It is no secret that smartphones have become today's teen social hub.
Smartphones are where social plans are made, changed, and made again; where popularity is measured; and where all types of virtual social connections are being made. Teens display their lives in high definition for their friends to see and ultimately for the world to view. Their world operates from the palm of their hands and it is always open for business.
Many social media platforms have been developed to attract teens and cater to their needs and curiosities:
Instagram’s photo sharing app is now the most popular teen social media platform and has spawned the selfie generation.
Snapchat’s ephemeral promise of ephemerality is attracting teens in record numbers and fueling the rise of sexting.
Yik Yak’s false pretense of anonymity has attracted students in droves and is now a coward's haven for threats, racism, sexism, and cyberbullying.
Tumblr’s massive size gives false comfort to teens who choose to share their innermost feelings with total strangers in what seems like relative obscurity.
Tinder and Kik facilitate virtual teen hookups, all from the comfort and safety of their own bedrooms.
The list of teen platforms goes on as do the stories of teen misuse and abuse.
The essential social media training lesson for teens is that every posted word, photo, video, tag, like, tweet, follow and share can build an indelible and discoverable public record of behavior, attitude, belief and temperament. Without proper guidance and direction, teens will continue to act out online and build a less than desirable digital footprint for their future selves.
The link between social media and college admissions is strengthening every day. Colleges, athletic departments, and scholarship committees are now routinely looking at social media to assess the character, credibility, creativity and commitment of applicants.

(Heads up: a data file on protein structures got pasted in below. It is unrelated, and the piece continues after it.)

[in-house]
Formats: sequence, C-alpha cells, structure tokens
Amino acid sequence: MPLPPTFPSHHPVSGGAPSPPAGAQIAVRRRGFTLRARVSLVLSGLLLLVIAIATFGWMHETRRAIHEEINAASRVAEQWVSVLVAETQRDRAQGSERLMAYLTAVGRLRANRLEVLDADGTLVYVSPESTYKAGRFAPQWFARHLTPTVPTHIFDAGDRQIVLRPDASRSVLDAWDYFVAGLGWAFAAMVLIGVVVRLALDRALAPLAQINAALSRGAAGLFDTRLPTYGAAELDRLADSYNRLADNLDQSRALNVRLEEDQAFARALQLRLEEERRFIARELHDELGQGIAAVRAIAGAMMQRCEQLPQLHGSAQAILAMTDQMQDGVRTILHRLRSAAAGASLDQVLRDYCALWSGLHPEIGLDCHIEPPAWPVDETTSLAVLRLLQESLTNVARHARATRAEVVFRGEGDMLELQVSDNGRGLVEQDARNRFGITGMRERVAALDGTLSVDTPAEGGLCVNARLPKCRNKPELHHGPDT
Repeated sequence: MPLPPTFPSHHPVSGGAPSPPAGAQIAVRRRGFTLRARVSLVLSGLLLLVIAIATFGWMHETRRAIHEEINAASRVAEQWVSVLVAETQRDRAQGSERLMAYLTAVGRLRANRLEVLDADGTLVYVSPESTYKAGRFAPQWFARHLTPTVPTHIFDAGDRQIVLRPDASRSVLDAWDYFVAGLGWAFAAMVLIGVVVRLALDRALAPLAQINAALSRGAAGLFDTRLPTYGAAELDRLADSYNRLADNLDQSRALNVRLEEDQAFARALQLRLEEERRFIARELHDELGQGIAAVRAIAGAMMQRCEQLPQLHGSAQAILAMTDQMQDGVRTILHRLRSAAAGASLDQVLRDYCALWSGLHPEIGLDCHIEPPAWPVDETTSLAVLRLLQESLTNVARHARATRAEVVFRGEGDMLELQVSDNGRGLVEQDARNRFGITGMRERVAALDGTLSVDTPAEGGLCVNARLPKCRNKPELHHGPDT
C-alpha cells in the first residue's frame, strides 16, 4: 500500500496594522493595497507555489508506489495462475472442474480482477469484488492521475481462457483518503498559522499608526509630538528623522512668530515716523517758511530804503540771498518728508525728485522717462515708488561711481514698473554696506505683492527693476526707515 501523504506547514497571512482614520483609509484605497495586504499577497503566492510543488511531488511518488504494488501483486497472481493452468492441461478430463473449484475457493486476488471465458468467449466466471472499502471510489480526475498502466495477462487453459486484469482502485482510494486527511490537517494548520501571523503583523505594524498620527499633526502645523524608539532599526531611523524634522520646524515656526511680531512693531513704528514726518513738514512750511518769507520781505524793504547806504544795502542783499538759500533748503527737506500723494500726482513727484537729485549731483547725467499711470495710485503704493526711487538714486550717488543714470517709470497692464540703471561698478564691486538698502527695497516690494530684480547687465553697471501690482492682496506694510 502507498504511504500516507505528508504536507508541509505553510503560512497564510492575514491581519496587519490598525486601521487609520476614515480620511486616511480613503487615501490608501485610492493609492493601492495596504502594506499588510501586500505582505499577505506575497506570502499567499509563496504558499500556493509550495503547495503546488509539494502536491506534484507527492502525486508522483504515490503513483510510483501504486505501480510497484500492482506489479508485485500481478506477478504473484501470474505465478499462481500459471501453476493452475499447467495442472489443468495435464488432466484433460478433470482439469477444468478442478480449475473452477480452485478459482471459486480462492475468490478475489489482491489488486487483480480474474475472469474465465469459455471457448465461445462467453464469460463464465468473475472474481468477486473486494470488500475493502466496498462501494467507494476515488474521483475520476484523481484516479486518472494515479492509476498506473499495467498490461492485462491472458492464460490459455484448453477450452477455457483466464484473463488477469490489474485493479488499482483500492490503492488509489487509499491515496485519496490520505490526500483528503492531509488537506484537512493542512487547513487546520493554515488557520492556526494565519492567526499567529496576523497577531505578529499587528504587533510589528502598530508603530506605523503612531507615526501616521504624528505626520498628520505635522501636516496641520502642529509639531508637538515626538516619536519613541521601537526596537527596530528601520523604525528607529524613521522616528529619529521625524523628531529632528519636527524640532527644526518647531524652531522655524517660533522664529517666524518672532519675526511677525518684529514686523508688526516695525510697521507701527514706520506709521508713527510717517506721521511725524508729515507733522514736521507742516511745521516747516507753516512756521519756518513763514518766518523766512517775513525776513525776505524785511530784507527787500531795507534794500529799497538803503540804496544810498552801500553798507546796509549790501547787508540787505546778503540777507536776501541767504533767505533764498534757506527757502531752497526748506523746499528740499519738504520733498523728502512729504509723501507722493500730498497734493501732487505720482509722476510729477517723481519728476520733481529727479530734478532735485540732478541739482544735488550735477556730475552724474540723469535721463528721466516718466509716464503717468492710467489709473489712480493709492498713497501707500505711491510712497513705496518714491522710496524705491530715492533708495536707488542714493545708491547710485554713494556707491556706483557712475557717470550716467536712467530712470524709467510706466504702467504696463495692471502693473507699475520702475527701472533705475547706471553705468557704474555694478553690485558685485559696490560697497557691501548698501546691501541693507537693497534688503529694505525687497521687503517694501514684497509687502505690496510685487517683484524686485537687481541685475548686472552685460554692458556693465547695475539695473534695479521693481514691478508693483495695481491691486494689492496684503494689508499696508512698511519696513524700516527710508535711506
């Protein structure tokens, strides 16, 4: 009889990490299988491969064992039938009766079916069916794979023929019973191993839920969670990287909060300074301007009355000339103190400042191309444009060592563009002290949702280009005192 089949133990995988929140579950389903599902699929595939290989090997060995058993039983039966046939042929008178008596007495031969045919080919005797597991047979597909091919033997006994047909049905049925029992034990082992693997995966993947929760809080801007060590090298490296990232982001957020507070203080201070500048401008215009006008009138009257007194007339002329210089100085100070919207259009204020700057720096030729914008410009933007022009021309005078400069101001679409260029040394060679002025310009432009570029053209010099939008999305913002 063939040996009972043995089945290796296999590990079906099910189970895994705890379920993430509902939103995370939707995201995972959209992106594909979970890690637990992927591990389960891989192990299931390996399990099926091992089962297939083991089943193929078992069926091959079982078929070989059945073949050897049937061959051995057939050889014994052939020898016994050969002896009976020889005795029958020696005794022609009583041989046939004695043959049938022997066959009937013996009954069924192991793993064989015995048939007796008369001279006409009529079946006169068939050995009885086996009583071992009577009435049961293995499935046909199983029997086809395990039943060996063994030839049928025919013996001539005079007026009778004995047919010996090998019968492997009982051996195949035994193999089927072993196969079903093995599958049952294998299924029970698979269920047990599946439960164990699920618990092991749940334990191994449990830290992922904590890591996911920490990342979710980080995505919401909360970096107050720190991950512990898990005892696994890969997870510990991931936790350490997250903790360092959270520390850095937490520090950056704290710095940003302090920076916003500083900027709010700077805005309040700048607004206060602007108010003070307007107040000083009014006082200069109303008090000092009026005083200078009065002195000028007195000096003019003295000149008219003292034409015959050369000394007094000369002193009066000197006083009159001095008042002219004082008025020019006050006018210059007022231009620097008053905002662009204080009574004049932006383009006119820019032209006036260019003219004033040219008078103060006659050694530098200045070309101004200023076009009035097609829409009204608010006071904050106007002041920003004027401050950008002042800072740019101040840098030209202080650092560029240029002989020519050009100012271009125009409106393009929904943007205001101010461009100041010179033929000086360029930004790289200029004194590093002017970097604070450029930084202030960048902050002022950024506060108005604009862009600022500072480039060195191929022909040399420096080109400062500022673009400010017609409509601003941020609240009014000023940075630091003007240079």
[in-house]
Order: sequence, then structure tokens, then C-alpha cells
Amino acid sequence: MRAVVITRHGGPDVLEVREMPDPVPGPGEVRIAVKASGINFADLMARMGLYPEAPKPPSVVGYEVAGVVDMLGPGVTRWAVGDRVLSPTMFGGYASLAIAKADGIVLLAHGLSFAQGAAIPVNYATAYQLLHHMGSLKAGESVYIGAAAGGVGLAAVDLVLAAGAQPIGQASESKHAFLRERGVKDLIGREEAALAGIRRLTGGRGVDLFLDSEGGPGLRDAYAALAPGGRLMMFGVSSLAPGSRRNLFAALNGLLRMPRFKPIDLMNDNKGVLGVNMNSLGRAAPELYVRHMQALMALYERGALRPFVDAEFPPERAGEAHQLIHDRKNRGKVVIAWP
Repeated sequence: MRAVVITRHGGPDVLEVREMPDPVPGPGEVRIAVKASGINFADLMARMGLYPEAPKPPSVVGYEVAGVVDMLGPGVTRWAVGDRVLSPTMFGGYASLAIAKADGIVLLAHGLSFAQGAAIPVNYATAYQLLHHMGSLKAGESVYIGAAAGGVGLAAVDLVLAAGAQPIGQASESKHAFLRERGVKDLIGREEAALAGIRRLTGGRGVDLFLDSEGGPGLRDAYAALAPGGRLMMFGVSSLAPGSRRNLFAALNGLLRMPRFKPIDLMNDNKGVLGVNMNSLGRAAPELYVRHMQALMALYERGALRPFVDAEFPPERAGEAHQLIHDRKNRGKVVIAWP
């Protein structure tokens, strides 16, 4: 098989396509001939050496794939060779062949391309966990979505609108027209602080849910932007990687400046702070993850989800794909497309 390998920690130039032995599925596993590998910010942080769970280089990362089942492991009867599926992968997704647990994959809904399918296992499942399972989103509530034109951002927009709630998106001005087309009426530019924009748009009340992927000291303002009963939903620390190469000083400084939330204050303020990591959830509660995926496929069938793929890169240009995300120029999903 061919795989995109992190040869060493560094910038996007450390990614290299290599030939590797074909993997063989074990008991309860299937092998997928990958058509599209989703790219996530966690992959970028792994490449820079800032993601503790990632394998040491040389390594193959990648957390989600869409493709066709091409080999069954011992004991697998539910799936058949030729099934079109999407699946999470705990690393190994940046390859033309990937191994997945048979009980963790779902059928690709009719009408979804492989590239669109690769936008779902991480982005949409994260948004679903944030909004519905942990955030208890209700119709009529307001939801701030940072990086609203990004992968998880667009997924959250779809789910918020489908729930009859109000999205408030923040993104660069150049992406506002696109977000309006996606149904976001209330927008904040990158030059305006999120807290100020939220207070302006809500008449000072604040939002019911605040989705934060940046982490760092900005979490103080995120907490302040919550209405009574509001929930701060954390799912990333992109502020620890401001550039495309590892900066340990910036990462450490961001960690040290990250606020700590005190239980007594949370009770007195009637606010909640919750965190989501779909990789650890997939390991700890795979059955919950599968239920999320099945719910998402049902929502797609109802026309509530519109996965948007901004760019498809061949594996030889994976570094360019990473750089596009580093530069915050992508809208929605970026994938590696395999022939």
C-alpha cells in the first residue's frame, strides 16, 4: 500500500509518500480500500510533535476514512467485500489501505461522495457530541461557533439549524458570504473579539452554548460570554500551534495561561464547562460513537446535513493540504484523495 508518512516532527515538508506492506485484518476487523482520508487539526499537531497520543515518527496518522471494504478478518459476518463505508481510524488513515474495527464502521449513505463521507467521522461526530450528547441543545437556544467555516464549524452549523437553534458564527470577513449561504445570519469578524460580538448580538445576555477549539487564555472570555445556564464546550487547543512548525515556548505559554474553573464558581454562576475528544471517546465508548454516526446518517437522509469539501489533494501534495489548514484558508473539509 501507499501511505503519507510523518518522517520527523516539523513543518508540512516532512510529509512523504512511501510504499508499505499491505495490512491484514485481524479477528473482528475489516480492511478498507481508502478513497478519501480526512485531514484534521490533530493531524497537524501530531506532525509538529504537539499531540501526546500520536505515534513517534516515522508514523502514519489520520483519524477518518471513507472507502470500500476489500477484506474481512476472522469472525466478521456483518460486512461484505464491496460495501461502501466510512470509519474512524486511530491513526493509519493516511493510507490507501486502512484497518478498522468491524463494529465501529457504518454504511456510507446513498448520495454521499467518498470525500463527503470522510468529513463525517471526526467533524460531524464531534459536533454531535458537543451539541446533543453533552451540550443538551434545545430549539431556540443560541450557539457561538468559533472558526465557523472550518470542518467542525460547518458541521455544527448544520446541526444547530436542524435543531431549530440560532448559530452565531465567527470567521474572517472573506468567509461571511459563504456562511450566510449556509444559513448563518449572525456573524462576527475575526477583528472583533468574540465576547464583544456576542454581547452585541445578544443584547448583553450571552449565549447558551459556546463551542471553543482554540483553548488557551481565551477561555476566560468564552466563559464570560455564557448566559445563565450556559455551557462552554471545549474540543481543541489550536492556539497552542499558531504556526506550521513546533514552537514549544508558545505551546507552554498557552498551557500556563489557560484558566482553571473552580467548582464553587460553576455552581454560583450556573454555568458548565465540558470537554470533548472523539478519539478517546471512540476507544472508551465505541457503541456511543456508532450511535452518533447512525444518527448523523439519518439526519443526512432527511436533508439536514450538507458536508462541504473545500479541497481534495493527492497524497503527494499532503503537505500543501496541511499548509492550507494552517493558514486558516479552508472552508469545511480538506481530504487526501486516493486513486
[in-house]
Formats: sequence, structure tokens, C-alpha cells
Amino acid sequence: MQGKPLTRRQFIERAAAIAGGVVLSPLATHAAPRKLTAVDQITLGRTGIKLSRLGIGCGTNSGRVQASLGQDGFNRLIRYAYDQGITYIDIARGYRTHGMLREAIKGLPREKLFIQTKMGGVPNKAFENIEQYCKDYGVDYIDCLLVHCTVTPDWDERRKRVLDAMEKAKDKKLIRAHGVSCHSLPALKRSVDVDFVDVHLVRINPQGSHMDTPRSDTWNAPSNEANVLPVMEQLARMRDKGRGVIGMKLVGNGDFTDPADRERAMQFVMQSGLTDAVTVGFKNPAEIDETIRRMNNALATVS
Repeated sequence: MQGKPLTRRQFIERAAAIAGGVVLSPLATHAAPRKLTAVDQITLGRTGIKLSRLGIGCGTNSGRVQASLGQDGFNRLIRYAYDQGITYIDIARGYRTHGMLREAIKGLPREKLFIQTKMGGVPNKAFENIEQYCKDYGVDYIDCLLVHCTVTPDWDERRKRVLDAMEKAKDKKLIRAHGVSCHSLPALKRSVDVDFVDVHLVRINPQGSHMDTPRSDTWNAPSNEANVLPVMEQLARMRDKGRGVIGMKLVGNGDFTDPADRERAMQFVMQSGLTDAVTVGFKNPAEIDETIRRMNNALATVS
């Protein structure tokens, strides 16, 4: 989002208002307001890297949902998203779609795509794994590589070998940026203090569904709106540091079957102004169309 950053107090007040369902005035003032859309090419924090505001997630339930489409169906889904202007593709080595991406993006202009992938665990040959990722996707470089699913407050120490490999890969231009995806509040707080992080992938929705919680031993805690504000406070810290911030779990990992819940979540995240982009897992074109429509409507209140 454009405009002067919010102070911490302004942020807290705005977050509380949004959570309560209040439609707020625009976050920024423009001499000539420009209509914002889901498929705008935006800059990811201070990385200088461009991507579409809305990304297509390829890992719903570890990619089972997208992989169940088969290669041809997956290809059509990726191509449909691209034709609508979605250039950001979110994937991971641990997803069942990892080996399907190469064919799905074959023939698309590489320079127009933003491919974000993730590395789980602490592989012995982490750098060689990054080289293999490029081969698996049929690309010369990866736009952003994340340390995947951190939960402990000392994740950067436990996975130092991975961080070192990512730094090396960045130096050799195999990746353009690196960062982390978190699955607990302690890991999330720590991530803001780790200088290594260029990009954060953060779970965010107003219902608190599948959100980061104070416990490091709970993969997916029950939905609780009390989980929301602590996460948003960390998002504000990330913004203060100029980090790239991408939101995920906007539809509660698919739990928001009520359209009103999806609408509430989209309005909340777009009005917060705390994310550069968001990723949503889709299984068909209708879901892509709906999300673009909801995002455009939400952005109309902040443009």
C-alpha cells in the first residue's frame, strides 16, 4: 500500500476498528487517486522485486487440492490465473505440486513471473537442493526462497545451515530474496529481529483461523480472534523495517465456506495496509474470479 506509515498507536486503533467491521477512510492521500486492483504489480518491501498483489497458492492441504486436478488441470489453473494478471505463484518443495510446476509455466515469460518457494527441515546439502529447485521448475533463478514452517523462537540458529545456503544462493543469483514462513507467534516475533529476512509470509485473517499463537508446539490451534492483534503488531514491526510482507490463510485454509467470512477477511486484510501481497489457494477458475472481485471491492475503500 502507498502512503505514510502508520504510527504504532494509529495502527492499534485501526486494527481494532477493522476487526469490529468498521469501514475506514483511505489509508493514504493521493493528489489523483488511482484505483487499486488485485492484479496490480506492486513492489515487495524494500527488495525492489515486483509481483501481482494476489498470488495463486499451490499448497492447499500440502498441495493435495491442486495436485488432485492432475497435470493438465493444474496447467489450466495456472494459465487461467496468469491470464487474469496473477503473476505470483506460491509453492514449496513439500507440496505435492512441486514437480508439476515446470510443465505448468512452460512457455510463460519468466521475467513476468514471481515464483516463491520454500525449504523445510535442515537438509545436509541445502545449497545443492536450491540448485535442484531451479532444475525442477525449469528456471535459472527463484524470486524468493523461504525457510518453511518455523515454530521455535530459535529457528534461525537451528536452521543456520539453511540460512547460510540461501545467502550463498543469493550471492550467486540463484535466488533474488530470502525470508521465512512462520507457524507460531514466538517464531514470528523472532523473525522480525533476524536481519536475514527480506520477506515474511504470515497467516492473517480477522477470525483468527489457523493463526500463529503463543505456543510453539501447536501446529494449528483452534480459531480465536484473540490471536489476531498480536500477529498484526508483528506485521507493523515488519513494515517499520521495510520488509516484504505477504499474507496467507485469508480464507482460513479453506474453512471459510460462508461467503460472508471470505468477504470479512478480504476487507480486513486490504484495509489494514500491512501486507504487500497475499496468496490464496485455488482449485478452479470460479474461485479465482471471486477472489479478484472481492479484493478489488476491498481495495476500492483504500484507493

The general misconception is that colleges use social media to find reasons to reject qualified applicants. While this may often be the final outcome, it is not their motivation. Social media provides colleges with a free and accessible database to discover, assess and recruit qualified candidates.
Recruiters at today's hyper-selective colleges thirst for more meaningful information than the one-dimensional snapshots offered by GPAs, SATs, and essays. As we can glean from last month's Ivy League acceptance rates for the Class of 2019, these traditional metrics fail to deliver the needed separation when tens of thousands of highly qualified applicants are vying for a limited number of available seats.
Serious college bound teens need to get comfortable with the idea of posting their accomplishments, extracurricular activities, community service, and special talents on social media. By doing so, they are helping to create a nurtured transcript of their life and a living resume for the world to see.
Social media is not going away and learning how to use it to properly showcase professional, academic and personal accomplishments is an imperative life skill for the 21st century.
Alan Katzman is a social media expert and the founder and CEO of Social Assurity, the leading social media advisory service for admissions, career and life.